International migration also calls for assumptions about the generational composition of migrants. Immigrants to a population are almost exclusively foreign-born.8 Emigrants from the United States are predominantly members of the first generation: people who have emigrated to the United States and then decided to return to their country of birth. A relatively small number of native-born residents, second or later generation, also emigrate from the United States.
The base populations were defined for July 1, 1995, and rely on information from April 1, 1990, the date for the 1990 U.S. Census of Population, and post-census estimates made by the U.S. Bureau of the Census (1996a). The age-sex distributions for the four immigrant generations in each ethnic group were taken from fitted projections of the U.S. population for the years 1880 to 1990. To obtain their numbers by generation, the projections were scaled, by ethnic group, to the 1970 census (for the first, second, and third and later generations) and the 1980 and 1990 censuses (for the native- and foreign-born). Finally, the population figures were scaled to the post-census age-sex distributions for the total population, by ethnic group, estimated by the U.S. Bureau of the Census (1996a).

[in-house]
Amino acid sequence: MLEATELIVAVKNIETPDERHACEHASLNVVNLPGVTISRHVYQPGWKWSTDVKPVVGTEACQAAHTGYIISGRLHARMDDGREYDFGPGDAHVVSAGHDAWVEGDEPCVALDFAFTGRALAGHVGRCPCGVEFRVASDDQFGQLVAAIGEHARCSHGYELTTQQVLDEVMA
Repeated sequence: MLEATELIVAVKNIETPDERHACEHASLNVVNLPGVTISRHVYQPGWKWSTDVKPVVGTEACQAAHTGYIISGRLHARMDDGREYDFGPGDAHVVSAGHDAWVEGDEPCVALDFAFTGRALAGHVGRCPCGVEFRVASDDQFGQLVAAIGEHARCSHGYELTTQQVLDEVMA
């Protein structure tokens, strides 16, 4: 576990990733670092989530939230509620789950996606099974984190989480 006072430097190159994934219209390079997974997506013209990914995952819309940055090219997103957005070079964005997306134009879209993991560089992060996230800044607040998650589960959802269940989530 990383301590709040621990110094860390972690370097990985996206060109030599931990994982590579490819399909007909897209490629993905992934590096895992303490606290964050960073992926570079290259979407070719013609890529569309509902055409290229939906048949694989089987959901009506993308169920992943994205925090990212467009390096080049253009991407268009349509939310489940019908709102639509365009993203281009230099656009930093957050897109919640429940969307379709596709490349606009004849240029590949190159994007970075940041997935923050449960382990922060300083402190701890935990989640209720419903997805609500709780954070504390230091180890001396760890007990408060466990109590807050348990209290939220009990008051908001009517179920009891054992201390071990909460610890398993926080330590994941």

For this chapter, we include estimates for the 1995 population by single and multiple-ancestry. We consider two types of births in these projections: single-ancestry births are those to parents who have the same racial or ethnic identification; multiple-ancestry births are births to parents whose racial or ethnic identifications differ. Single ancestry, in the context of this chapter, means that a person reports a racial or ethnic ancestry that is the same as his or her primary racial or ethnic identification.
To obtain estimates of single and multiple-ancestry, we used the 1990 census to divide persons in each of the four main racial/ethnic groups into two groups: (1) single-ancestry persons, who reported that both ancestries were the same as their racial/Hispanic-origin identification and (2) multiple-ancestry persons, who reported one or more ancestries that differed from their racial/Hispanic-origin group identification.
Overall, the proportion of multiple-ancestry for the four main racial/ethnic groups varies a lot. About 7 percent of the U.S. population reported multiple-ancestry in the 1990 census. Of those who reported their primary ethnic affiliation as white, about 6 percent reported one or more ancestries that were not white. Of those reporting themselves as black, about 7 percent reported one or more
There are small numbers of immigrants to the United States who are native-born persons with foreign citizenship who immigrate. For example, a foreign-born couple residing in the United States may have children born in the United States and, subsequently, return to the country of their own birth. If their children later return to the United States, they would be immigrants from the second generation.